CHICAGO -- Matthew Boyd took the mound at Guaranteed Rate Field on Sunday with a 1-8 record and a 6.43 ERA for his career at the ballpark. He faced the White Sox with a 7.88 ERA over their last six meetings since the summer of 2019. His first pitch Sunday resulted in a base hit from old nemesis Tim Anderson, who improved to 17-for-44 against him with the single.
For Boyd to settle down from there with five innings of two-hit ball and nine strikeouts was quite the changeup from the usual script. So was Boyd’s actual changeup.
After a nightmarish weekend series that ended with the Tigers getting swept out of town on a Jake Burger walk-off grand slam off reigning AL Reliever of the Month Alex Lange, the Tigers will take any consolation they can get. Facing a righty-heavy lineup that has historically handled him well, Boyd -- who entered the day with a 5.96 ERA -- responded with his best outing of the season, including his highest strikeout total since August 2020 and his best collection of pitches since his return to Detroit.
“It’s encouraging,” Boyd said after Sunday’s 6-2 loss, Detroit’s second consecutive walk-off defeat. “Contrary to the stats, I actually enjoy pitching here. Definitely skewed early on in my career, getting my teeth kicked in a little bit here and there. It’s a tough lineup, a very good lineup, and it’s always fun to take on a challenge like that.”
If he can build off of that, the Tigers have a better chance of holding their rotation together without ace Eduardo Rodriguez. Now, they just need more offensive support from a lineup that badly misses Riley Greene, especially going into Philadelphia for a three-game series against the defending National League champion Phillies.
“Our pitchers, our starters especially, are keeping us in ball games, giving us a lot of great opportunities to win. And now, it’s our turn to return the favor,” said Spencer Torkelson, whose two-run homer off Michael Kopech not only accounted for all of the Tigers’ scoring Sunday but marked their first RBIs since Wednesday.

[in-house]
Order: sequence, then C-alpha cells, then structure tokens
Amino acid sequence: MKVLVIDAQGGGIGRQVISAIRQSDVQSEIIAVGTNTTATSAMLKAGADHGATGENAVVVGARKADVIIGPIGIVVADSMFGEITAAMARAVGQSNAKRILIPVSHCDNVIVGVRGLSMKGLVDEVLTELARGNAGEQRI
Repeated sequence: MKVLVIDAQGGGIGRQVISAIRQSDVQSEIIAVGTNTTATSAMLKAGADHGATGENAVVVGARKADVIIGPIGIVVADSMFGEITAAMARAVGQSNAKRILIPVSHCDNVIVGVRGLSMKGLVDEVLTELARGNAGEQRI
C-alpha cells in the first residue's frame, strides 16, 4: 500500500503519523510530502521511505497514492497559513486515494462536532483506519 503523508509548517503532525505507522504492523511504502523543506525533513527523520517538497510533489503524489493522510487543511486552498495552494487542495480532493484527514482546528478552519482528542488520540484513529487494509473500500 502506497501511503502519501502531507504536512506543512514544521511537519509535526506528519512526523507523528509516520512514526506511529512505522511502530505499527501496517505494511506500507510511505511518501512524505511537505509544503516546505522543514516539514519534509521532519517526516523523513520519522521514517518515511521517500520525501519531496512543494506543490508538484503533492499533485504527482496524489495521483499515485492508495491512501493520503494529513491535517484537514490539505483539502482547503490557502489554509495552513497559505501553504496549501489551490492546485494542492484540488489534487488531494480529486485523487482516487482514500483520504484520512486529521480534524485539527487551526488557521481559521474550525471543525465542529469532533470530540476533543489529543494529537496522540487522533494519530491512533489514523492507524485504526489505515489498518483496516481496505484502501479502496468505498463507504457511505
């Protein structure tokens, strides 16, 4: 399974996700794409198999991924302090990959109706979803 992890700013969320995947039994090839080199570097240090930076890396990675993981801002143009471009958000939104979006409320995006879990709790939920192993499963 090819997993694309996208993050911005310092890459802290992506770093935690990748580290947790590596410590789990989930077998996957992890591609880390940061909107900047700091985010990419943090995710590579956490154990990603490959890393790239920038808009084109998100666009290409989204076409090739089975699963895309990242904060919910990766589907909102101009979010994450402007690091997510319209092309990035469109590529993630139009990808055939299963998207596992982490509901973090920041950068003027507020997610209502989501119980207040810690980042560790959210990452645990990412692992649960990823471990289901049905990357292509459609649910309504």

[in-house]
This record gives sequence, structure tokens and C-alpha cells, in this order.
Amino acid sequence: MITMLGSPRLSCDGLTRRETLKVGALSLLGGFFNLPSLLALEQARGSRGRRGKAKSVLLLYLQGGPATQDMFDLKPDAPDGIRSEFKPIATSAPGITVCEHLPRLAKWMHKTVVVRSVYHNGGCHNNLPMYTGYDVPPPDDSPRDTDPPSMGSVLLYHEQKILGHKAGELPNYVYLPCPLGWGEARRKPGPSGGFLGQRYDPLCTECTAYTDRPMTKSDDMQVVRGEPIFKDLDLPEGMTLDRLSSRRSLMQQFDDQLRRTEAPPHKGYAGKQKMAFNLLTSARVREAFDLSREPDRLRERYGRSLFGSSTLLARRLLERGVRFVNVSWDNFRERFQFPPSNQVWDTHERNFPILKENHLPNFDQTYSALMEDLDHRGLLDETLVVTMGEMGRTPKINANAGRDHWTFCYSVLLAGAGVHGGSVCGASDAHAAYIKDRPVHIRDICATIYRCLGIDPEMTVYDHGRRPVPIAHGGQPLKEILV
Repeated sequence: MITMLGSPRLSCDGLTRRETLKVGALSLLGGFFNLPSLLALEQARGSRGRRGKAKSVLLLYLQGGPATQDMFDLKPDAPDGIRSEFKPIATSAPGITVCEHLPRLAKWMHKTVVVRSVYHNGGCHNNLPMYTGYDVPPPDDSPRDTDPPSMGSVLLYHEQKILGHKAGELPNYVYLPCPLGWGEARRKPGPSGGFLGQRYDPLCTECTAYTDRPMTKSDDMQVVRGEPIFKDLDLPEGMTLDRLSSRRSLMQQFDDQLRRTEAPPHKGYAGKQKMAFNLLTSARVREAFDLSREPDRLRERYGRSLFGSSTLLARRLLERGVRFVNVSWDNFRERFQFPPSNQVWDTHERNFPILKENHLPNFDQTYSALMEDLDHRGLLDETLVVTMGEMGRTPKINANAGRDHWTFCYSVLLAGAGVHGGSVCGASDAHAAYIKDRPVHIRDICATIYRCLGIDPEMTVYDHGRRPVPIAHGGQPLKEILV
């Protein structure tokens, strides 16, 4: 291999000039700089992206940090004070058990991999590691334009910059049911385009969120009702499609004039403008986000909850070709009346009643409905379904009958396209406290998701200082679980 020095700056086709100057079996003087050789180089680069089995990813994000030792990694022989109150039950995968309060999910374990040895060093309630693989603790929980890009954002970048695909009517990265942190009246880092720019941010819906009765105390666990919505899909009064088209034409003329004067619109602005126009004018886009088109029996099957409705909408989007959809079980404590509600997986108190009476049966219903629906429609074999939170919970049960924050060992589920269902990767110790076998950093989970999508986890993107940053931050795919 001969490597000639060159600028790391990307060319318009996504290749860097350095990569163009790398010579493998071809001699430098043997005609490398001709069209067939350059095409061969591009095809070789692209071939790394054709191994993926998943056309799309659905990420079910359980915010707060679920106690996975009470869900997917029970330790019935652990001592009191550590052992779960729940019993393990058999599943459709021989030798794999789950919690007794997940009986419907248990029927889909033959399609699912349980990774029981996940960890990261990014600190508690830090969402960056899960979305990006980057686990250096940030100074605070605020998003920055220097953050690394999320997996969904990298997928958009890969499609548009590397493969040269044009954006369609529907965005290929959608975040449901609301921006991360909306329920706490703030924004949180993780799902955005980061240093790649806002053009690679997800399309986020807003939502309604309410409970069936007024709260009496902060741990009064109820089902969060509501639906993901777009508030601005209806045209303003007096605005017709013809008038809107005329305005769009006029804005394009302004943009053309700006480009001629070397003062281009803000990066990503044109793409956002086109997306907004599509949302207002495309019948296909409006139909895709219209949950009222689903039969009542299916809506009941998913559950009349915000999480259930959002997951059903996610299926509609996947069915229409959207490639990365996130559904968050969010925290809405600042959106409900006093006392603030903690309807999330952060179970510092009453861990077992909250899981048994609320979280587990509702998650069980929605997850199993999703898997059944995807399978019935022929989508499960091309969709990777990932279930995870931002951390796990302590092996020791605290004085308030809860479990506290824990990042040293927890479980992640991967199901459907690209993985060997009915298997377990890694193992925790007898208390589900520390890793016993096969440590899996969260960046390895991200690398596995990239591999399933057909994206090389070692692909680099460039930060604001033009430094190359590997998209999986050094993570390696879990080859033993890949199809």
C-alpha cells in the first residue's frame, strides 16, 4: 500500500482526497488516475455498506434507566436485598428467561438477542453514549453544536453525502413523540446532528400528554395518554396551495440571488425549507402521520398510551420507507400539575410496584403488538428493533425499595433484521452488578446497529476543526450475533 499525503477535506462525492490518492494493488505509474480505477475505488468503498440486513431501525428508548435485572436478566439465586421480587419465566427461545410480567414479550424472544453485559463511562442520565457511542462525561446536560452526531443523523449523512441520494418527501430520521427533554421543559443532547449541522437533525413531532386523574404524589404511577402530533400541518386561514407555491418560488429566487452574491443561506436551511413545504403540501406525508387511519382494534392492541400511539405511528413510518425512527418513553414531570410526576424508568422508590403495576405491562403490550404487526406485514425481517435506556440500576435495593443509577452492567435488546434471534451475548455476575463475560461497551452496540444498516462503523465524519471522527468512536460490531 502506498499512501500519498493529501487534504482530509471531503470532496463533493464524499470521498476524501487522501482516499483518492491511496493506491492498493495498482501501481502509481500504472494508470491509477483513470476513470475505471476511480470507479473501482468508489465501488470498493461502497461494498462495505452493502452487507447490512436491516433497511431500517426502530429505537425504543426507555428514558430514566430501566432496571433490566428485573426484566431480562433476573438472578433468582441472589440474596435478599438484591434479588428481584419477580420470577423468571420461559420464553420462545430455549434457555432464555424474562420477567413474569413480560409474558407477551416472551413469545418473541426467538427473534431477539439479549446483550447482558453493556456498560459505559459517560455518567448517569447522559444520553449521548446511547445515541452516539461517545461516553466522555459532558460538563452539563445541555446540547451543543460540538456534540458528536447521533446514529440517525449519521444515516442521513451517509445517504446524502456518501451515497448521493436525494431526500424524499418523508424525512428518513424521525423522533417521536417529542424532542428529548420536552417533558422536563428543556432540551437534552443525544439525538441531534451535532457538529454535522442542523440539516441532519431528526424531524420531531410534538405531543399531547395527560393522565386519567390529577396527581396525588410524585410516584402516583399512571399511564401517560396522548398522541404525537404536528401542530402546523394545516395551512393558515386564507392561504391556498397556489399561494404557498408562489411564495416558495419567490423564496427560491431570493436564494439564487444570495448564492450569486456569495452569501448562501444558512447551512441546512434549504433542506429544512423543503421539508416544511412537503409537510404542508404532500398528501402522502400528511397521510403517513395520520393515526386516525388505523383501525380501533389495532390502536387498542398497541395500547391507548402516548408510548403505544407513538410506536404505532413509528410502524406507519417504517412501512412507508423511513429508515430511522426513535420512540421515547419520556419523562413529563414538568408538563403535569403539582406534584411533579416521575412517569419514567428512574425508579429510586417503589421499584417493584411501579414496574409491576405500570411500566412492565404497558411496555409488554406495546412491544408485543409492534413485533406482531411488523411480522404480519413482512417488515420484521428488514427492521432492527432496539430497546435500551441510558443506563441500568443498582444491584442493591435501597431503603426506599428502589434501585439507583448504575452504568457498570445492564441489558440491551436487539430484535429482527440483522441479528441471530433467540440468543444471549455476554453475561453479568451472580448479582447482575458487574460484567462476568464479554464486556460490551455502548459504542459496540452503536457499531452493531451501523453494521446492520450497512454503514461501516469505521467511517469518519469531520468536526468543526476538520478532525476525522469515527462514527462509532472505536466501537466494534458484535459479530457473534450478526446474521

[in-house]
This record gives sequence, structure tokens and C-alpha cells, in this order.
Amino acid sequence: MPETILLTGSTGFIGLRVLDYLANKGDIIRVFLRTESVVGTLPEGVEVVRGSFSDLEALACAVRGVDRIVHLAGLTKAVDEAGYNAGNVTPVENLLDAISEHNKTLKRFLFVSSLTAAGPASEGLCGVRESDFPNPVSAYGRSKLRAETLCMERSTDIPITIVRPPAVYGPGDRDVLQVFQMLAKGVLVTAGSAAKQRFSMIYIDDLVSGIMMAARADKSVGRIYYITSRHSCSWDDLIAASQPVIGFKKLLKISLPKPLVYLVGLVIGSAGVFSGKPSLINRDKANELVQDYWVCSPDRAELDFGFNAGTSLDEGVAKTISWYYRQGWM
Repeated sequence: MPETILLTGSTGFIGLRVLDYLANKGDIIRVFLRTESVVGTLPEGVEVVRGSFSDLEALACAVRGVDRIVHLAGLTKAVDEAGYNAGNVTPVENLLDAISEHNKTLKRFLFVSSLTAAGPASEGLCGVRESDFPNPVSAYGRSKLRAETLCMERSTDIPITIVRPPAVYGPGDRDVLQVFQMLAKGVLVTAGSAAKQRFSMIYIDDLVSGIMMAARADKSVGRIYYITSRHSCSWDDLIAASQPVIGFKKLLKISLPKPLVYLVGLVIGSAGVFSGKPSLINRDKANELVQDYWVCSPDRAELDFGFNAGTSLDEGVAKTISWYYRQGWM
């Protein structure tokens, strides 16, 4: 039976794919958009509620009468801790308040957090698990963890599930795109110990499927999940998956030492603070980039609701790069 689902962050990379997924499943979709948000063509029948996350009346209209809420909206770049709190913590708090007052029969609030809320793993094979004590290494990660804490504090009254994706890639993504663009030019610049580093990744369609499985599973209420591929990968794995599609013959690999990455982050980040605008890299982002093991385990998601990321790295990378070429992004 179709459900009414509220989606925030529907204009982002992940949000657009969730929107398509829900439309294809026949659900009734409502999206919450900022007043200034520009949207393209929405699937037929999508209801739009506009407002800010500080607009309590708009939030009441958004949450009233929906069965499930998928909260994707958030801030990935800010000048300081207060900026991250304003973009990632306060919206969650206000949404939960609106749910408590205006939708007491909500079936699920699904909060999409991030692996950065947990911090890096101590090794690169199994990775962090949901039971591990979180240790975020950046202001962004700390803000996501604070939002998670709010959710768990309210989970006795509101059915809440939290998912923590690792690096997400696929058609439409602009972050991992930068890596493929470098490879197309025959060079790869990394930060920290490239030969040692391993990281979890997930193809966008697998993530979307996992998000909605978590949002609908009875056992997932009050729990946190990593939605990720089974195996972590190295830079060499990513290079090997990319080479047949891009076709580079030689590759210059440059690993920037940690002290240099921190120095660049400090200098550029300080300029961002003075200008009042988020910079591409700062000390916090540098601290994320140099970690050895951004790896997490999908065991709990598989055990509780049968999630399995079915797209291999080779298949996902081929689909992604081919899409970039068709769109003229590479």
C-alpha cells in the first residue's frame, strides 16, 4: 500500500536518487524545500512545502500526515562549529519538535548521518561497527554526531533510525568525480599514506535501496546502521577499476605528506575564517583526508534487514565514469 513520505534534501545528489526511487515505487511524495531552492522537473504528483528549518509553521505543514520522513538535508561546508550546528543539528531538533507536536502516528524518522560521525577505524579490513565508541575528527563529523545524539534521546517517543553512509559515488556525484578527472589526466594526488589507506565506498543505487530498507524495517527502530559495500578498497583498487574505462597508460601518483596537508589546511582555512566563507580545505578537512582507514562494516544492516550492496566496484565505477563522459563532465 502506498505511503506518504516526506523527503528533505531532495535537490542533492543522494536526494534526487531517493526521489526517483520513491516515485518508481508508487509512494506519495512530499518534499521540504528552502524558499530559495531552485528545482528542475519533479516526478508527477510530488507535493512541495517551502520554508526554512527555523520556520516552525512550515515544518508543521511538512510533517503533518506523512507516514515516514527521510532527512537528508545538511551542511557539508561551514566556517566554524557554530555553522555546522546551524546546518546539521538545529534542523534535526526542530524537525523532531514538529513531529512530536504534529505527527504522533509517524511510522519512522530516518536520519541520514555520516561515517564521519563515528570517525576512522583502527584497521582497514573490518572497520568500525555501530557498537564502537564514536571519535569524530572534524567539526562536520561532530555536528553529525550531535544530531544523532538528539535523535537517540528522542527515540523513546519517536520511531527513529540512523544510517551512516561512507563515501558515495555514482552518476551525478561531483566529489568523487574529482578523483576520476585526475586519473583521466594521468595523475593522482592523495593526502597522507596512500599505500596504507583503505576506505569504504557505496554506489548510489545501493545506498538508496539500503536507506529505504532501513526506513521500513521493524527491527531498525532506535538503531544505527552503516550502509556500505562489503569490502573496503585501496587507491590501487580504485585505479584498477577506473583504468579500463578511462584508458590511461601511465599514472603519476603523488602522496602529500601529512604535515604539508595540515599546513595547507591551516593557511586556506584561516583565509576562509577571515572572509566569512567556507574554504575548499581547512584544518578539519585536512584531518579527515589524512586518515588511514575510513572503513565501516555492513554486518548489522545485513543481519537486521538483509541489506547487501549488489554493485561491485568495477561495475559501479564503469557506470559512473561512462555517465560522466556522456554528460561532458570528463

While Boyd continued to center his game around his fastball, with his slider as his main secondary pitch, he found success with his full arsenal, which kept White Sox hitters off-balance. His 15 changeups produced four misses out of eight swings, including strikeouts of Clint Frazier and Romy Gonzalez, two of his five strikeouts in his first trip through Chicago’s lineup. His curveball produced a key strikeout of Andrew Vaughn after an Eloy Jiménez RBI single put the White Sox on the scoreboard.
This is more in line with what Boyd’s metrics suggest: His swing-and-miss rate ranks in the top 20 percent of Major League pitchers according to Statcast. His fastball spin rate ranks in the top eight percent this season and was slightly up Sunday, helping him draw eight of his 15 swinging strikes.
“He mixed all his pitches well,” catcher Jake Rogers said. “He got his fastball at the top of the zone, which plays. We worked off that all day. He was beating guys up there and getting slider and curveball in the dirt late and using his changeup at really good times and in really good positions. All around, it was fun catching him.”
Boyd had a chance for his first double-digit strikeout game since 2019 after fanning Elvis Andrus to end the fifth inning and preserve a 2-1 lead. But with the top of the White Sox order looming in the sixth, beginning with Anderson, and Boyd’s struggles this season when going through a lineup for the third time in a game -- .303 average, 1.016 OPS -- manager A.J. Hinch decided to go to the bullpen. Will Vest retired Anderson and Burger before back-to-back two-out singles and a four-pitch walk set up Yasmani Grandal’s game-tying single.
“This was the most difficult matchup [Boyd's] had in the last handful of starts,” Hinch said. “We’ve seen it go both ways, and I was going to make sure that he finished the game in a good place before the top of the order came in. Vest comes in, gets two quick outs and you end up with the bases loaded there with a walk involved.
“We need to do more offensively. You’re not going to win that game, 2-1, very often. But Matthew did a great job.”